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These two works feature Murakami's primary image, Mr. DOB, a hybrid cartoon figure, which is partially based on a stylized portrait of the artist himself. DOB is an abbreviation for ‘why,’ reflecting Murakami's critical attitude towards the emptiness of consumer society. By drawing together Western styles, contemporary media, and the subculture of otaku (itself derived from the introduction of American comics), Murakami is able to reflect on a variety of issues, such as the impact of technology and globalization, and their effect on national and individual identity.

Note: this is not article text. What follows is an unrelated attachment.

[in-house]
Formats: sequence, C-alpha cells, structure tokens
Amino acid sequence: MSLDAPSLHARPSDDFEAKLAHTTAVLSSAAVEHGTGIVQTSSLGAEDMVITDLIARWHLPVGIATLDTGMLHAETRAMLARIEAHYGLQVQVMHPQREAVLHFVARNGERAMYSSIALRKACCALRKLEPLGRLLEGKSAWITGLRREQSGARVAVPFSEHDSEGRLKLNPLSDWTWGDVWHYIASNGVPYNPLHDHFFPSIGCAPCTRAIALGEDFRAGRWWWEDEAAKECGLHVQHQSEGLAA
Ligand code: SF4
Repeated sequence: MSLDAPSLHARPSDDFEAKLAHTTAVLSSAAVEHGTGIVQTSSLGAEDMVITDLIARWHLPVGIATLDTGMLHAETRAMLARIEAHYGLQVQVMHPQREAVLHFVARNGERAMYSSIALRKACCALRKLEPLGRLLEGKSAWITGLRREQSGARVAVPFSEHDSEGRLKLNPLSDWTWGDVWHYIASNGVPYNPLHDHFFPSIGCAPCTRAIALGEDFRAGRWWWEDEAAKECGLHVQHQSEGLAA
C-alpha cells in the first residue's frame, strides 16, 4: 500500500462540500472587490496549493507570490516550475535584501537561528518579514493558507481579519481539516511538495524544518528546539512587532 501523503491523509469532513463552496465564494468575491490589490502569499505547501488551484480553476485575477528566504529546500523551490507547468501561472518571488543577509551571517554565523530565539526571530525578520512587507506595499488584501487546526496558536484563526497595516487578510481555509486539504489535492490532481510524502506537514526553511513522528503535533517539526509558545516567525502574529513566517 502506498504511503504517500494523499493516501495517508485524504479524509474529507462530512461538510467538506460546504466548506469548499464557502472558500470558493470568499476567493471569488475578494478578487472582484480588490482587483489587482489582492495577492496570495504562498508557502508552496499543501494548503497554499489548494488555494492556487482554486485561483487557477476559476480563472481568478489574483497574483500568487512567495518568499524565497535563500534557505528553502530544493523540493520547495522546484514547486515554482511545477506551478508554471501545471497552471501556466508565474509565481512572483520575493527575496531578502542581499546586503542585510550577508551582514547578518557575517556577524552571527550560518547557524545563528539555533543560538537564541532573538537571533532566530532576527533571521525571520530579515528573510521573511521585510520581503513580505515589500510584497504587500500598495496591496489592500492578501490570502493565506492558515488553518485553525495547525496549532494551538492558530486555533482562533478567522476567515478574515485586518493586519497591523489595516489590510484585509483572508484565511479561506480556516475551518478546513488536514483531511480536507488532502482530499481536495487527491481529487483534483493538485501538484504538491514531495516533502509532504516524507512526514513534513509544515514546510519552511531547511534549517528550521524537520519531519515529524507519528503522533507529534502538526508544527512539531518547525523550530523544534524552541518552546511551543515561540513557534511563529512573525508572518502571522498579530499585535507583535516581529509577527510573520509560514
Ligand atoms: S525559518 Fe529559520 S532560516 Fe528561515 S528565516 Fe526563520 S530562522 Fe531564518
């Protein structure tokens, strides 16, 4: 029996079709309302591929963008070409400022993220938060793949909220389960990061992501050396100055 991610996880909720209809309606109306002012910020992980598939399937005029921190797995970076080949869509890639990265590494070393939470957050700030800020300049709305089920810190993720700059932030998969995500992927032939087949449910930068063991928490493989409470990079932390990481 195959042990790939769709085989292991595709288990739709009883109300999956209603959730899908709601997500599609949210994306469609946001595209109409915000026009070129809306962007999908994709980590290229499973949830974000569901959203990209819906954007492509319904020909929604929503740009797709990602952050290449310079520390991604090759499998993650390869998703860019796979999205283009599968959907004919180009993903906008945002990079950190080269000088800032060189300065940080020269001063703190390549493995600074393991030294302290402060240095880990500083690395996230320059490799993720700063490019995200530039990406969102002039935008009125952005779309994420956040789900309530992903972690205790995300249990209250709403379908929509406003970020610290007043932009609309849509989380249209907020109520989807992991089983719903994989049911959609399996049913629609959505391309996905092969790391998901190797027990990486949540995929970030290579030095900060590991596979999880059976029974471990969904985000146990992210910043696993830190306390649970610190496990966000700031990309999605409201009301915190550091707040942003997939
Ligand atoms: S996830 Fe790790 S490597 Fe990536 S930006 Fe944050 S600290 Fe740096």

Published by BAIT and ComplexCon
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Takashi Murakami (Japanese, b. 1962) is internationally renowned for his playful negotiation of various artistic styles and traditions. Often combining Nihonga, a 19th-century Japanese painting style, with contemporary manga and Japanese pop culture, Murakami’s work is underpinned by a sharp wit. Drawing on his keen awareness of art history and contemporary visual culture, Murakami engages in a layered evaluation on consumer practices and contemporary life. He coined the term “Superflat” to describe the cultural commentary and aesthetic preferences characteristic of his work and other contemporary Japanese art. Murakami is also the founder and President of the art management corporation, Kaikai Kiki Co., Ltd.